Cattle cull backlog to cost each household pounds 1,000 in tax

September 16, 2001 Sunday Telegraph(London) by Christopher Booker
A further crisis is building up on Britain's 100,000 cattle farms, under a barely noticed government scheme that will soon have cost the average British household pounds 1,000 in taxes. In a few months' time farmers will be faced with having to look after nearly half a million redundant cattle, which they will not have money to pay for or sufficient feed to keep alive.

Because these are animals more than 30 months old, a BSE-related regulation dictates that they should eventually be rendered down into powder, as has already happened to more than four million cattle since 1996, at a cost to taxpayers of pounds 2.5 billion. But Britain's rendering plants are now so swamped by the need to render down carcasses from the foot and mouth cull that they no longer have capacity to cope with more than a fraction of the animals covered by the "over 30 month scheme" (OTMS). When grass runs out in November and cattle must be brought inside, farmers will not have the resources to look after them, at an average of pounds 10 a week per animal, even if they can find hay and straw, which is already in short supply.

The ruling that cattle over 30 months should be excluded from the food chain and rendered into powder (most of which then has to be stored indefinitely in warehouses) has remained one of the more grotesque by-products of the panic over BSE in 1996. There was no scientific justification for withdrawing these animals from human consumption. The Government's spongiform encephalopathy advisory committee (SEAC) merely recommended that, to play absolutely safe, meat from such animals should be eaten only after "deboning". But in the initial hysteria following Stephen Dorrell's fateful statement in March 1996, the supermarkets and the National Farmers Union called for a complete ban, "to restore consumer confidence".

After initially resisting, the then agriculture minister, Douglas Hogg, offered this to the European Union, in the hope of getting the EU's ban on British beef exports lifted. The EU agreed to set up the OTMS, under Commission regulation 716/96, but without of course lifting the export ban which was its only original purpose. By the autumn of 1996 a crisis was already building up as farmers faced the prospect of having to feed 110,000 cattle, and it took a major effort to organise rendering plants into clearing the backlog.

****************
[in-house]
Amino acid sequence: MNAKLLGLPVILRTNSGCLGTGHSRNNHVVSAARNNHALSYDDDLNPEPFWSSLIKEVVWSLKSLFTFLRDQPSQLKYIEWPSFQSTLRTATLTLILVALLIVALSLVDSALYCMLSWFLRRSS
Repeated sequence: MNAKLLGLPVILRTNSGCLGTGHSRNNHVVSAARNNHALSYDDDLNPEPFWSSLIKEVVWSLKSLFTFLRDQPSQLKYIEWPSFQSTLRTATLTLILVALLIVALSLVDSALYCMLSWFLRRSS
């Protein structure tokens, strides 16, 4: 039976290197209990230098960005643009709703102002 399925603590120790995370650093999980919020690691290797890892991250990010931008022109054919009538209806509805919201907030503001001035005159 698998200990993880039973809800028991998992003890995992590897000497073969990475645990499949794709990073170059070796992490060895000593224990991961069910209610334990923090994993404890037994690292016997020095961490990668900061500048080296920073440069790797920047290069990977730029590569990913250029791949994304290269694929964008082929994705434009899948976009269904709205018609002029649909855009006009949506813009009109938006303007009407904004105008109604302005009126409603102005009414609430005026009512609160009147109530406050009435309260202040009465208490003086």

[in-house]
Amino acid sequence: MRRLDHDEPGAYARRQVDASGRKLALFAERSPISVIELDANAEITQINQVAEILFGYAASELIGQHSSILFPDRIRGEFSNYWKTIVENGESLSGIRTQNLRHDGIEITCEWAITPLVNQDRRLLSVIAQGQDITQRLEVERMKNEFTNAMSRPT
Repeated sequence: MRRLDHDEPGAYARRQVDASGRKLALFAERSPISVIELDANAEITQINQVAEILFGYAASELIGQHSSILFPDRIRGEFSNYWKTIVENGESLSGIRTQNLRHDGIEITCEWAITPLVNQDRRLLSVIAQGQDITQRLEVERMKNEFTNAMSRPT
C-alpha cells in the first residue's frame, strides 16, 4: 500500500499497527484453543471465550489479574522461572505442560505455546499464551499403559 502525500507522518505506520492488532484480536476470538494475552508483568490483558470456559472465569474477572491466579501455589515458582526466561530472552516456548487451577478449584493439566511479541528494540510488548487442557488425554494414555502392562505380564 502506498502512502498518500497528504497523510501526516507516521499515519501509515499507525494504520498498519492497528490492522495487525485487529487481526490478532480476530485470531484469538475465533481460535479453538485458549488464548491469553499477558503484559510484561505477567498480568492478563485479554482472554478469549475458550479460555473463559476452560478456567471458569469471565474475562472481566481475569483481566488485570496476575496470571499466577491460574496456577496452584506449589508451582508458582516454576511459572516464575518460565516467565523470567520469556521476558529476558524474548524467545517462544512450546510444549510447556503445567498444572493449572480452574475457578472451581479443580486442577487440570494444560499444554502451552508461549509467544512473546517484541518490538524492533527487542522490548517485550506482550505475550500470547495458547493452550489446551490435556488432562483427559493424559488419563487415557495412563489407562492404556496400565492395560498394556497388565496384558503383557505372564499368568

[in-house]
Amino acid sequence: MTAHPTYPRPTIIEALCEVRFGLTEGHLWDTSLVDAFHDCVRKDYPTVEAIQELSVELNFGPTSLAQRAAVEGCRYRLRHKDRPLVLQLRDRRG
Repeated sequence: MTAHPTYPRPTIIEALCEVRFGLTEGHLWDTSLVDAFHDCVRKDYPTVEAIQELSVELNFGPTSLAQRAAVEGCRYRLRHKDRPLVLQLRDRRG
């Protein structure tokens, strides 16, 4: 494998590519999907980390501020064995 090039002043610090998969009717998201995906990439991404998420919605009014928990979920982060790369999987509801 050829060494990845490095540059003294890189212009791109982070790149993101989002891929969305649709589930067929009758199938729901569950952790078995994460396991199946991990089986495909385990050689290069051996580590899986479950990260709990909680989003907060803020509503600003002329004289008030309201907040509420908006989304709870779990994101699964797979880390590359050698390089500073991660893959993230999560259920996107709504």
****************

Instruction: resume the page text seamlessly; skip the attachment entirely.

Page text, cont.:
Since 1996 four million animals have been destroyed under the OTMS, at a cost to taxpayers of pounds 2.5 billion, of which the EU has contributed pounds 500 million. But now, thanks to the pressure on rendering capacity from foot and mouth, that 1996 crisis is about to be repeated on a much larger scale. The backlog of cattle awaiting destruction already stands at 200,000. Because they are still out to grass, this has not yet become critical. But once the grass runs out, and that backlog rises between November and April by 20,000 a week to a total of nearly 500,000, the farmers will be faced with an impossible situation.

At least in former times they might have been able to shoot their cattle and bury them. But since, under EU environmental regulations, this is no longer allowed, it seems as if our increasingly complex system of government is about to present them with a riddle to which there appears to be no answer.

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